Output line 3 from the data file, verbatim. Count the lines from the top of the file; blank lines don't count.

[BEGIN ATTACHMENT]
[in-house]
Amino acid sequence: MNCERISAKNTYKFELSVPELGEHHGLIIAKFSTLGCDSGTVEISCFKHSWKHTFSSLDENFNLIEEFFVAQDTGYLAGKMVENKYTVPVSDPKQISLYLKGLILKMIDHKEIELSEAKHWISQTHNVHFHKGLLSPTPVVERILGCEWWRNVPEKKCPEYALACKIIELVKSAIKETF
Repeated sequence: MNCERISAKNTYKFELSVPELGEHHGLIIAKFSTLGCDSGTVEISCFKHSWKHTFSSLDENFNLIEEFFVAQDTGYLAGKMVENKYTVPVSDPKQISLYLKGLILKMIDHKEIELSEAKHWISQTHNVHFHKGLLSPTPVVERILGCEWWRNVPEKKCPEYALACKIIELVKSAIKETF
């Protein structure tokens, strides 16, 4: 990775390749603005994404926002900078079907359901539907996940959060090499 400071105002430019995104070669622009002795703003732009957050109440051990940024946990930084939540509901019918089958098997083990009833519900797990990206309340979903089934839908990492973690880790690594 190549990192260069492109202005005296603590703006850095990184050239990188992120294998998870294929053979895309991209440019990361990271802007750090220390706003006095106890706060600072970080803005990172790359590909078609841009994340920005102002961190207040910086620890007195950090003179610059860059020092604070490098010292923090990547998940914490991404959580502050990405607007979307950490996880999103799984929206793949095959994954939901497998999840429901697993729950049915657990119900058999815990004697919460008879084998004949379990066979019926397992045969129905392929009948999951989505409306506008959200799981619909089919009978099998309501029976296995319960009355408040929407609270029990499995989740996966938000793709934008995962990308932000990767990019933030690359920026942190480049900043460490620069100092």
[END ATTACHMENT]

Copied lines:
Repeated sequence: MNCERISAKNTYKFELSVPELGEHHGLIIAKFSTLGCDSGTVEISCFKHSWKHTFSSLDENFNLIEEFFVAQDTGYLAGKMVENKYTVPVSDPKQISLYLKGLILKMIDHKEIELSEAKHWISQTHNVHFHKGLLSPTPVVERILGCEWWRNVPEKKCPEYALACKIIELVKSAIKETF